As we continue along the road we pass thickly wooded stretch for a few miles. We cross the Igloo campground and we start climbing up. This area is a good hiking area and there are multiple mountain tops that you could hike to like Igloo mountain, Cathedral mountain, Sable mountain, Double mountain etc. You get a great view of the Alaska range from these mountain tops. These mountain tops are also very popular with Dall Sheep which graze along the steep and precipitous slopes. We saw quite a few Dall sheep on these slopes. They normally graze in small groups. If you notice any white specs on these mountains its the Dall sheep. 

The road then goes past the sable pass, descends and we cross the East fork river. This and the Tolkat river beds are a popular spot for Grizzlies. We go off the bus here for a hike. We tried to climb down off a steep & slippery slope(roughly 200ft) without much success. We followed the road for a little bit and got off on a small side road which leads to a winter cabin by the river side. As we hiked down the path and came around a bend we ran into a red fox. It had just hunted a small animal(possibly Squirrel)and was eating it in the path. We stopped a good 25-30 ft from this Fox. To our surprise, the fox started walking towards us and it crossed us and disappeared into the brush!!!! We saw the fox at <10ft distance. One of the things that really surprised me was that most of the animals in this park are not afraid of humans. We continued our hike along the river bank, spent some time there and hiked back out.

From here, the road climbs back very steeply for a few hundred mtrs and you pass thru stretches with steep drops. The top of the climb takes you to Polychrome overlook(Mile 47). You get a nice panaromic view of the Alaska range and the Tolkat river from here. The landscape here is amazing. You can see all the different colors in the palette as part of the scenery. There is also a short hike from here to the Polychrome mountain. This would give you a even better view of this landscape and on a clear day you could see Mt McKinley. 

Further along, the road descends to the Tolkat river. There is a visitor station here on the river bed displaying some artifacts & books regarding Alaska. This river bed is also a popular hiking spot and you have a good possibility of seeing some wildlife(Caribou & Grizzly). The river is huge and the river bed stretches a good 1+ mile across. The road continues to climb through highway pass and then you go thru a sharp descent, series of hairpin bends and few miles further down you get to Eielson visitor center(Mile 66). We saw a large caribou with huge antlers during this drive. From Eielson visitor center you can some of the best views of Mt McKinley. The best months for viewing McKinley is in Winter when the sky is clear. We were at Denali for 3 days and were not successful in viewing the mountain. The visitor center has a good clay model of the Alaska range and the surrounding mountains. It clearly highlights the various glaciers, climbing paths, features etc. It looks like from this point on it becomes very foggy even in the best weather conditions. We stopped at this point and didn't continue due to bad visibility.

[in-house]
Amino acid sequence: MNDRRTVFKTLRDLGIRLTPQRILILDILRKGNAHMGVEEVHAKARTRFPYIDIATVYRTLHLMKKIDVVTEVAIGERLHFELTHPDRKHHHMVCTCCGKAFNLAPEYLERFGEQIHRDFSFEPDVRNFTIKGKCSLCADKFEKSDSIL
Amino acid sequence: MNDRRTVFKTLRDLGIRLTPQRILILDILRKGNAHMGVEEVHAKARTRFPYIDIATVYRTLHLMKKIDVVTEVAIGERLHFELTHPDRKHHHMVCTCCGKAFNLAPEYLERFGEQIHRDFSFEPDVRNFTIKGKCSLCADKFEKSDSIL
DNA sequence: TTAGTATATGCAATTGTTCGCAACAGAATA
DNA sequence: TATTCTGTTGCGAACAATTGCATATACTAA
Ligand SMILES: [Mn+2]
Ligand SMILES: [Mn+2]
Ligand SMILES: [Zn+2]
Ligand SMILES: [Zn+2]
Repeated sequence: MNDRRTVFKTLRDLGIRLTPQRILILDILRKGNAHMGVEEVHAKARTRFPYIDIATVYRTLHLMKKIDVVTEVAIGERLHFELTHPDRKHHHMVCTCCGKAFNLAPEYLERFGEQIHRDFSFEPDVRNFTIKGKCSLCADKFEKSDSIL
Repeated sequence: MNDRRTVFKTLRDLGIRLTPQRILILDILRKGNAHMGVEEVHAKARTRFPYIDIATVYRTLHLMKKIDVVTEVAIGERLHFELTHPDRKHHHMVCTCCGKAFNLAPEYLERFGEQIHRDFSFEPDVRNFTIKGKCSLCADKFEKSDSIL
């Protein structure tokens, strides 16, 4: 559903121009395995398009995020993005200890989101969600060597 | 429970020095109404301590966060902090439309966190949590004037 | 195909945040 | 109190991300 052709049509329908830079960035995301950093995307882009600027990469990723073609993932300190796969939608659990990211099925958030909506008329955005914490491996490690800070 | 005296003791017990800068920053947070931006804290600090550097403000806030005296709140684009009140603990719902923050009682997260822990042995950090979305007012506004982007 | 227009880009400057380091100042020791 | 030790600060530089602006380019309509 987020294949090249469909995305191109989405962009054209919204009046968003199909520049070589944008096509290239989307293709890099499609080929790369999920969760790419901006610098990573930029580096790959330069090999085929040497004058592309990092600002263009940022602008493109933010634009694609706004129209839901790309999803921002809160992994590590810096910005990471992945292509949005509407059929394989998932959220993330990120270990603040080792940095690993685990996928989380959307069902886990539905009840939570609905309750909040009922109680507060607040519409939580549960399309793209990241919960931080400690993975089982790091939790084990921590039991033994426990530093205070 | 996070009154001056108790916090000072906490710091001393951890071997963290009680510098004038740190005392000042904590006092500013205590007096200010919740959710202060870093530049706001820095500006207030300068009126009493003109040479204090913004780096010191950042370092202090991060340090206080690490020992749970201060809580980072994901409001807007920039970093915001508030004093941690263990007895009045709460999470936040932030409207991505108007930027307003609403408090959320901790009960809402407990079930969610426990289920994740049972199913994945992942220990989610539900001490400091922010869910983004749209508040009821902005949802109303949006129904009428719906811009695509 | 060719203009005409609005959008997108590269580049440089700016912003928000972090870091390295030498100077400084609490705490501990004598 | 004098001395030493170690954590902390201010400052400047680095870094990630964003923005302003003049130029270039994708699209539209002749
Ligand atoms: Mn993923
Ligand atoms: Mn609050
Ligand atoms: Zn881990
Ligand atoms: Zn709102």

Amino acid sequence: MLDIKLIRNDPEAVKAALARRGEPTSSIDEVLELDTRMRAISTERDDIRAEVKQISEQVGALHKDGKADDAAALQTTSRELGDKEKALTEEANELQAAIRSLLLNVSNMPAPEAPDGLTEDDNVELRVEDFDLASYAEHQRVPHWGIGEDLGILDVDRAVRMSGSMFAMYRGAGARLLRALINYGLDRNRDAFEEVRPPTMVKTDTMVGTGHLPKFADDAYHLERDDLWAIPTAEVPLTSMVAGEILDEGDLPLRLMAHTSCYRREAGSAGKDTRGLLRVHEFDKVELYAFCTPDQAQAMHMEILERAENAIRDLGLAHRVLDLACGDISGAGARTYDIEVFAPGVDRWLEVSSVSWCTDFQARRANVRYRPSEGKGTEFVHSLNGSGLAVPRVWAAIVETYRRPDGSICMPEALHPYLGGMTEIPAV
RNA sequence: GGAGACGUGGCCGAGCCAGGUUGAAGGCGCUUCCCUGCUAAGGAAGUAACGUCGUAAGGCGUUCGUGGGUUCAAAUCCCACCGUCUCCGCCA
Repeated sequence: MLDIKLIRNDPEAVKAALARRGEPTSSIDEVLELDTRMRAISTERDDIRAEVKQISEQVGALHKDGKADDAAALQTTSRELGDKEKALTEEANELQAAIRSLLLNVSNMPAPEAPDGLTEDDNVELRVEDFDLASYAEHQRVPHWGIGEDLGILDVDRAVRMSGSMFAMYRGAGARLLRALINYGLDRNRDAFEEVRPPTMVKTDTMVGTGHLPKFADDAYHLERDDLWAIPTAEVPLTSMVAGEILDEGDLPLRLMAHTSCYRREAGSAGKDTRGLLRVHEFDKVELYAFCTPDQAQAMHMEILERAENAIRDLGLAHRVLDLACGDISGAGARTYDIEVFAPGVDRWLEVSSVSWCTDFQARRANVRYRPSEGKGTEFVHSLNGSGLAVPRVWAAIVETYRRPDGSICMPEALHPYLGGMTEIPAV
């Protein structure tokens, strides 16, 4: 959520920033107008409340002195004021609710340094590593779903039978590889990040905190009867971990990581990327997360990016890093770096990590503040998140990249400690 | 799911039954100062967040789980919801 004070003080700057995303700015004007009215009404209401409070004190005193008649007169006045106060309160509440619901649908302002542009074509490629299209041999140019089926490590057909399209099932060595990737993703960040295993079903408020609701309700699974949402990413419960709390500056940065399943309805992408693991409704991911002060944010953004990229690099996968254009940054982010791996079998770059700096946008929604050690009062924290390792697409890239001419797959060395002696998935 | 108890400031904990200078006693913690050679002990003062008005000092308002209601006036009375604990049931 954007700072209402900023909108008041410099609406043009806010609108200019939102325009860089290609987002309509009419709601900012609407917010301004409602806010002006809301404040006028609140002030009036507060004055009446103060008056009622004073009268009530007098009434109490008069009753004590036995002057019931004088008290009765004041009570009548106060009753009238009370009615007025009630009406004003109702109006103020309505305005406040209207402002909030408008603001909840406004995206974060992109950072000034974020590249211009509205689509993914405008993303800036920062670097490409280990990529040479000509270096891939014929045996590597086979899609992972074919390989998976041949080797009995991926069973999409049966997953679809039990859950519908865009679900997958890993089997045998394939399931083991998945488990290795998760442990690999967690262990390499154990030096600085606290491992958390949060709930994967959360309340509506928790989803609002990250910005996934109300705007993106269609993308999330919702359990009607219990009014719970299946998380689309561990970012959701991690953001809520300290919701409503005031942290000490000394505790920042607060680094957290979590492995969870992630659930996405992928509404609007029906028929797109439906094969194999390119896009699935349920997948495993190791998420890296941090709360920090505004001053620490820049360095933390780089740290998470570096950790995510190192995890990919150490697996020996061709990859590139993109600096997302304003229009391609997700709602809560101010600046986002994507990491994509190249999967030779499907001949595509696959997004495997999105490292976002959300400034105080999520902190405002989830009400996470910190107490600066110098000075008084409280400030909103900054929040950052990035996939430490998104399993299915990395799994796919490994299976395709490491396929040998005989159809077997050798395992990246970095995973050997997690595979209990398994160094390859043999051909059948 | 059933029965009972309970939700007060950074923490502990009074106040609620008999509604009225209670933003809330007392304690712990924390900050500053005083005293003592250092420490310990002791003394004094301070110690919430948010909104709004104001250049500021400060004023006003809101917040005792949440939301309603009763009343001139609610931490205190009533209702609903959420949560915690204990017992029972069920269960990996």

Beyond this point the road goes through a flat stretch and reaches Wonder Lake at Mile 85. You pass the Muldrow Glacier on the way. This is one of the largest glaciers originating in Mt McKinley and is around 30 miles long. This used to be one of the major climbing paths to the top of McKinley during early days. On Clear days the view of Mt McKinley from Wonder Lake is supposed to be one of the most beautiful views of the mountain. You get a clear reflection of the mountain on the lake. We same some fotos of this at the visitor center and it was breathtaking. Few more miles from here the road ends at Kantishna which used to a mining village during the early 1900's.

In terms of wild life Denali is the Serengeti of North America. Some of the wild like we saw during this trip include Grizzlies, Caribou, Moose, Dall Sheep, Red fox, Marmot, Arctic Squirrel, Cayote and Snow shoe hare. Some of the major birds we saw include Golden Eagle, Ptarmigan, Arctic Warblers and Gyrfalcons.

Overall we had a great trip to Denali and we really enjoyed the scenery and wild life. Though we were there for around 2.5 to 3 days it was over in a flash and i wish we had some more time to spend here.

To be continued. The final part of this series will cover our trip to Kenai Fjords National park.